The Buffalo Bills selected offensive guard O’Cyrus Torrence with the 59th overall pick in Round 2 of the 2023 NFL Draft. In the lead-up to the draft, Torrence was discussed by many in the draft industry as an option for the Bills in the first round. After he wasn’t drafted in Round 1, I certainly thought Torrence would be gone early in the second round, but he fell all the way to Buffalo near the end of the round.
I believe the Bills got great value out of their second-round pick as he presumably figures to slot in as the starter at right guard. Let’s dig in and see what Torrence brings to the table.
O’Cyrus Torrence’s college career
Torrence began his college career at the University of Louisiana. He started 13 of 14 games for the Ragin’ Cajuns as a freshman. In his sophomore season, Torrence earned second-team All-Sun Belt Conference. In his junior season, Torrence continued to develop and earned first-team all-conference. His head coach at Louisiana took the lead job at Florida for the 2022 season and Torrence followed him there for his final season of college football.
Torrence started 11 games for the Gators and proved that the SEC wasn’t too big. Torrence was the first Florida Gators offensive guard to be named Consensus All-American. He ended his college career without giving up a sack. Let me say that again... Torrence never gave up a sack in his career!
O’Cyrus Torrence at the 2023 NFL Combine
Torrence measured in at 6’5” and 330 pounds, with 33 7/8” arms at the NFL combine. Here are the results of his combine tests:
- 40-yard dash = 5.31s
- 10-yard split = 1.84s
- Vertical jump = 23.5”
- Broad jump = 5’5”
- 20-yard shuttle = 4.81s
- Bench press = 23 reps
Film Analysis of O’Cyrus Torrence
Low man wins
Torrence did an excellent job here of staying low and firing out of his stance. He got lower than the defender and it helped him gain the leverage he needed to drive the defender inside. Torrence showed excellent hand placement as he punched inside on the chest plate and had a hand on the shoulder pad of the defender to steer him to the inside, creating a gaping hole for the running back.
Anchor proves sturdy
Torrence missed on his initial punch here but was still able to adjust and regain control. Even with less-than-ideal hand placement Torrence was able to sink his hips and anchor to stall the defender's pass rush.
Quick enough to reach block
Torrence was able to get out of his stance quickly and reach-block his man with ease. He utilized solid hand placement on the outside and then turned his body so his butt was in the hole, creating a big lane for the RB. Additionally, he adds a little shove at the end to cause a collision between two defenders — nice!
O’Cyrus Torrence vs. Jalen Carter
Torrence faced off against first round pick Jalen Carter for this play. Carter seemed to gain a step on him initially but Torrence was able to pass set and lay hands on Carter enough to push him to the outside and past quarterback Anthony Richardson. This allowed Richardson to step up into the pocket enough to make the throw.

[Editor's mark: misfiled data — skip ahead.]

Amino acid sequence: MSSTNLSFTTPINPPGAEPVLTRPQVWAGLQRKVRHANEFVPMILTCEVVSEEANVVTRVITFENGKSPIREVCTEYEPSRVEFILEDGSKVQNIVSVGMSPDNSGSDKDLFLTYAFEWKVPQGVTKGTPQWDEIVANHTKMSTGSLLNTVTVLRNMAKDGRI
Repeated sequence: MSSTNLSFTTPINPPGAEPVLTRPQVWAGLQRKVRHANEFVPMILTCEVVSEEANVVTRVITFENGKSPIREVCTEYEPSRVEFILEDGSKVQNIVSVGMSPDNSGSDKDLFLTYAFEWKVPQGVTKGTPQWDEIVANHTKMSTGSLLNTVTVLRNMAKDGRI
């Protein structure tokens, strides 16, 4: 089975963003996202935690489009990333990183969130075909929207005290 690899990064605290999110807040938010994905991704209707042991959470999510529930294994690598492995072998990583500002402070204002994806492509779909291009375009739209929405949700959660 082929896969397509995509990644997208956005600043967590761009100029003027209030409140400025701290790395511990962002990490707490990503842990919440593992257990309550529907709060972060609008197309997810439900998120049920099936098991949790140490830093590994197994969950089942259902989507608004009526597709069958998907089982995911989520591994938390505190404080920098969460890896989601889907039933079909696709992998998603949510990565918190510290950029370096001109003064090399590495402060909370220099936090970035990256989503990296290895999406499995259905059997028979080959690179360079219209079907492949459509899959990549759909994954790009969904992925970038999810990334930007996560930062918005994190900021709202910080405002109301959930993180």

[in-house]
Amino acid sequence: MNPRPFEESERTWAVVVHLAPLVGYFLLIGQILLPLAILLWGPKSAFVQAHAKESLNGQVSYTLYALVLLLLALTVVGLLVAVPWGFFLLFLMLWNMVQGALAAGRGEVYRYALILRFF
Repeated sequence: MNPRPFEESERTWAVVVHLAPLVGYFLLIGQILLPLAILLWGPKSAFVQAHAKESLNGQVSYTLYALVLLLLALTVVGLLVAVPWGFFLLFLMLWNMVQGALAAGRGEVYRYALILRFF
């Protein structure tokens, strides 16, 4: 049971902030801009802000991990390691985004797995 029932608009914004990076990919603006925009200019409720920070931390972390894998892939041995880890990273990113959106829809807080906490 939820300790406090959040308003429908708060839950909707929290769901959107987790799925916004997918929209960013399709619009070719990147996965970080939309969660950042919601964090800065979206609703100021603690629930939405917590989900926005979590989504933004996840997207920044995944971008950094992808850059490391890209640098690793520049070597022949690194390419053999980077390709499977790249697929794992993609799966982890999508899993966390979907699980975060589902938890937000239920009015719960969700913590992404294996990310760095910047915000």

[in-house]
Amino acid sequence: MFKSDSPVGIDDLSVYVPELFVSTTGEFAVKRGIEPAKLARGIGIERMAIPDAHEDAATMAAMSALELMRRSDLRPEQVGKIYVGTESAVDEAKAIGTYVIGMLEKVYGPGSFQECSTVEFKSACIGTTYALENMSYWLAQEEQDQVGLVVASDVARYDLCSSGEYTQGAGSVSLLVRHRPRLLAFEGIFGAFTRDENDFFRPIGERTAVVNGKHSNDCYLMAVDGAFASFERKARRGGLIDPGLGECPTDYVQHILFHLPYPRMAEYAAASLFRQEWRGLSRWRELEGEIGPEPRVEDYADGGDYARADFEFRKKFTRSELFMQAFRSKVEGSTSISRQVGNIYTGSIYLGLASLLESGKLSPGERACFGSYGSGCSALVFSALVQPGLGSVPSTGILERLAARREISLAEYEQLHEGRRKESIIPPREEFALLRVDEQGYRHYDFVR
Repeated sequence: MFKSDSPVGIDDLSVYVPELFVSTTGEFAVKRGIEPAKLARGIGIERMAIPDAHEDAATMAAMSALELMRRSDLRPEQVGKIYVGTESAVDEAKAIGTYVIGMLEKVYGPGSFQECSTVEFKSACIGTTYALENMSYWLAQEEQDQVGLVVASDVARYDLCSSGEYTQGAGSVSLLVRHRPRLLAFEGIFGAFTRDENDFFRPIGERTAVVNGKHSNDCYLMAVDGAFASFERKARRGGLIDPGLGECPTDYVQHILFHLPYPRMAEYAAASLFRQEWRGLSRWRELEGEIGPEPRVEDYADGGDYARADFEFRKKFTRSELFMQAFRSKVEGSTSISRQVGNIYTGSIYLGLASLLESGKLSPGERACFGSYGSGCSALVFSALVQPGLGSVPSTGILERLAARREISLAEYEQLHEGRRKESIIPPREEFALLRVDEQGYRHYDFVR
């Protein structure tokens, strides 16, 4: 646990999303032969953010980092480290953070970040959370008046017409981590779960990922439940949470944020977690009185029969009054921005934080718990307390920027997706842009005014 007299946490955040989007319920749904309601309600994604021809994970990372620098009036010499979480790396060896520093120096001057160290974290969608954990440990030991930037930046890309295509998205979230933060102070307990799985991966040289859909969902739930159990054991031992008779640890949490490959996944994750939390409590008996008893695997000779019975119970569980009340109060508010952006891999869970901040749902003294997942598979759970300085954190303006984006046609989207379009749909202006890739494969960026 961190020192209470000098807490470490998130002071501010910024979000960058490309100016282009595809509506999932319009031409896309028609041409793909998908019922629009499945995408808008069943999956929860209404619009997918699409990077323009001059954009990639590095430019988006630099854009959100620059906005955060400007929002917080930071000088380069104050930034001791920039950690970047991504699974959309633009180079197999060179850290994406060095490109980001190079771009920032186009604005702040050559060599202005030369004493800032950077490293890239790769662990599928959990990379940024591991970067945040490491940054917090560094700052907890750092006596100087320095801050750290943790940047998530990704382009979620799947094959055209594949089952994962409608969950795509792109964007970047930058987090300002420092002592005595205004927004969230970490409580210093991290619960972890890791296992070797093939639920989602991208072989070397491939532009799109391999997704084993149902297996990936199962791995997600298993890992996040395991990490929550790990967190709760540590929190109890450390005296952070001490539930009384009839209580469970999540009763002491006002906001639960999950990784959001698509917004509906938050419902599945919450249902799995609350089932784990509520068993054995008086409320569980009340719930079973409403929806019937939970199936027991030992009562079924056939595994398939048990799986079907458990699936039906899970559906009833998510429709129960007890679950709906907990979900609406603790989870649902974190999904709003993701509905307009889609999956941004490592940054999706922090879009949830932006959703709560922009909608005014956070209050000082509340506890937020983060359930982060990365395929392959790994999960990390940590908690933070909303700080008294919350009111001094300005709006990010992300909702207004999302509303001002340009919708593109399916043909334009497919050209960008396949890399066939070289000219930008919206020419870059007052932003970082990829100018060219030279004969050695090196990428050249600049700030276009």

Keeping it simple
I love this rep by Torrence! He kept it super simple and still did his job effectively. The defender worked to the outside of Torrence and wanted to work up the field. Torrence was able to get ideal hand placement with one hand on the chest plate and one hand on the inside shoulder of the defender. From there Torrence just positioned his body in the hole and rode the defender to the outside, taking him right where he wanted him to go.
Looking for work
This one is just for fun. Torrence didn’t do anything overly impressive on this play besides looking for work when he had no one engage him. When he found a suitor, he basically head-butts the defender, resulting in a pancake. I love it!
Torrence looked like a brick wall on this play. He won the hand-placement battle (seems to be a common theme) and anchored himself right off the bat to create a nice pocket for the QB. His arm length proved effective on this play as he locked out the defender and controlled him with ease.
O’Cyrus Torrence has the potential to block for Josh Allen over the next decade. He’s an elite pass blocker and is a bully in the run game. Torrence’s film consistently shows a player controlling defenders and moving them out of the way, something the Buffalo Bills haven’t had out of the guard position in a while. It will be interesting to see how Torrence meshes with Buffalo’s tendency to pull guards in the run game. Pulling around the corner isn’t exactly Torrence’s biggest strength, but we’ll find out soon enough if he can do that effectively in the NFL. Regardless, Torrence should provide Allen with some clean pockets and be a dependable guard for the Bills going forward. O’Cyrus Torrence represented incredible value for One Bills Drive in the second round of this year’s draft.